Cantonese food is arguable the most popular of the Chinese variety and definitely the most well-known. Foods are generally quickly stir-fried with little oil; the result is fresh and crisp. Dim sum, translated as “little heart”, are a popular lunch or weekend light bite. These delightful bundles can be steamed, boiled or fried and come in hundreds of variations, including surf-and-turf pork and shrimp, vegetables and mushrooms, salted egg and even sweet dim sum with egg-custards and sweet red bean. Char siew is another captivating canto recipe; fatty pork belly “burnt” over fire with a sticky dark soy, hoisin and honey spiced glaze. Also try sang har noodles which are cooked in a thick eggy broth infused with shrimp roe for a fishy saltiness, and topped with fresh river prawns.
One dish in particular of Hainanese origin has been adopted with gusto by Malaysia; the infamous chicken rice. Fragrant white rice is cooked in chicken stock and topped with steamed or roasted chicken. There is great comfort to be found in this simplicity. Hainan also gave Malaysia the kopitiam (coffee shop) where the masses flock for a cup of sweet and creamy white coffee, and the Steamboat; a take on hot pot where thin slices of raw meat, seafood and vegetables are cooked quickly in a pot of boiling broth.
Hakka food is less widespread. Their best known dish is yong tau foo; soy bean cakes, bitter gourd, whole red chillies and various vegetables stuffed with fish or seafood paste, then steamed or boiled in broth.
Hokkien food is generally considered to be “lower-end” Chinese fare, using cheaper ingredients and less spices. Hokkien mee is a widely popular noodle dish of thick egg noodles fried with meat, seafood and vegetables in a rich dark soy sauce and topped with crispy fried pork lard. Popiah, also known as Hokkien spring rolls make for a filling snack, stuffed with vegetables such as carrot and bean sprouts with minced prawn, fried shallots and lettuce. Bak kut teh, which translated to ‘pork bone tea’ is noted for its medicinal benefits. Pork ribs are simmered with Chinese medicinal herbs, whole cloves of garlic and dried mushrooms, resulting in an earthy, rich broth.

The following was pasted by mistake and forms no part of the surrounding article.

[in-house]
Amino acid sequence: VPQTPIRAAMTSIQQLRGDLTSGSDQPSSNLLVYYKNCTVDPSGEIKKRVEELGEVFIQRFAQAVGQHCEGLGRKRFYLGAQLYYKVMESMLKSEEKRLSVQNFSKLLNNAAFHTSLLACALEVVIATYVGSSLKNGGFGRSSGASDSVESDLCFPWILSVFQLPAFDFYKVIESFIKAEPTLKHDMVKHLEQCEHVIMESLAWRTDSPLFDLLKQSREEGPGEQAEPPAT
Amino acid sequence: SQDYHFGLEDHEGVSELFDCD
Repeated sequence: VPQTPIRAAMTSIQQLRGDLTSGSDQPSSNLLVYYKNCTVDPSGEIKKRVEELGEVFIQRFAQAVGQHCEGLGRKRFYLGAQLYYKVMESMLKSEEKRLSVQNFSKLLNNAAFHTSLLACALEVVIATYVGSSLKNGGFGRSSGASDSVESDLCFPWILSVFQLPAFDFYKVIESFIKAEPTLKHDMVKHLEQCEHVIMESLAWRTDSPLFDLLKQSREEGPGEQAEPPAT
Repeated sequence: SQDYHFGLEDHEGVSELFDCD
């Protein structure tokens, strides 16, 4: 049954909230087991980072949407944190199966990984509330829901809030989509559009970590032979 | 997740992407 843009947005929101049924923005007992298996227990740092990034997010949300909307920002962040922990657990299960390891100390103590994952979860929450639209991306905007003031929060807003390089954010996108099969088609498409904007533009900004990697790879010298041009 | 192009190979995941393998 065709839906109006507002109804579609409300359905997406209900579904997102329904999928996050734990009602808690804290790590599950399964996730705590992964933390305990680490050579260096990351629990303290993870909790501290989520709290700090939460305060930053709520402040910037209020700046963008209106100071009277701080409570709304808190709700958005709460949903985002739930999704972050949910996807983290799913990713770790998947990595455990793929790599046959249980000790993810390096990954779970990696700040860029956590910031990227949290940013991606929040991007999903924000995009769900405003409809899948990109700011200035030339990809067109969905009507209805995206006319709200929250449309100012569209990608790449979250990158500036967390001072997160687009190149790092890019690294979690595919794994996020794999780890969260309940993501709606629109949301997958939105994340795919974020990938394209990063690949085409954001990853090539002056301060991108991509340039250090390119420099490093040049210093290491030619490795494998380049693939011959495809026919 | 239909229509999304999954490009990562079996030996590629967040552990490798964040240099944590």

Peranakan cuisine is an intriguing marriage of Malay-style cooking with Chinese flavours and spices. The Peranakan people are descendants of early Chinese people who settled in Penang and Malacca (as well as Indonesia and Singapore) and married with local Malays. Coconut milk, pungent roots such as galangal, pandan leaves, tamarind juice, jicama, chillies and cincaluk (a sour and salty shrimp-based condiment).
Peranakans credit the distinct flavour of their recipes to the rempah, a traditional spice paste.
Try: asam laksa (spicy noodle soup), otak-otak (a mixture of fish, coconut milk, chilli paste, galangal and herbs, wrapped in a banana leaf and cooked over charcoal), gulai kiam hu kut (salted fish pineapple curry), perut ikan (pickled fish stomach and vegetable stew), ayam pongteh (chicken and potato stew) and kuih dadar (coconut-pandan crepes with a salted coconut filling).
The Indian cuisine of Malaysia can be divided into several groups; northern India, southern India, Tamil muslims and Indian muslims, each with a slightly different take on spice combinations and cooking techniques. When visiting Malaysia, you will inevitably experience the wonder that is ‘banana leaf dining’ or dine at a mamak stall. These are two of the most popular ways to dine out.
Northern Indian dishes pair fragrant, spiced curries with flatbreads such as naan, a type of leavened bread cooked in a lay oven and roti, a wheat flour dough pancake, sometimes stuffed with meat (such as roti babi with minced pork), onion (roti bawang) or egg (roti telur). Roti also come in a sweet form; a popular version is with banana (roti pisang). Tandoori chicken; roasted chicken prepared with spices and yogurt and fish head curry; often red snapper stewed in a Kerala-style curry with vegetables such as okra and aubergine, are examples of staples from the north.
‘Banana leaf rice’ is a trend from Southern India, more specifically from the Chettinad region. A clean and unblemished banana leaf serves as your plate and is topped with rice, various curry dishes, fish, papadums and roti. Be sure to fold your leaf towards you when done eating; the sign of a satisfied customer.
The Tamil Muslims gave Malaysia the mamak stall. Mamak is a Tamil term meaning “uncle”. These stalls provide affordable food in a friendly and unpretentious atmosphere, as if amongst family. No pork is served in mamak stalls run by the Tamil muslims. Those run by Hindus serve neither beer nor pork. Mamak stalls are not to be confused with street stalls run by Malays.
The final prominent group of Indians in Malaysia are the Indian Muslims. They boast a dish much-loved in Malaysia; nasi kandar, composed of steamed rice doused in curry sauce and accompanied by an array of sides such as fried chicken, curried mutton, fish roe, fried prawns or squid, aubergine and bitter gourd.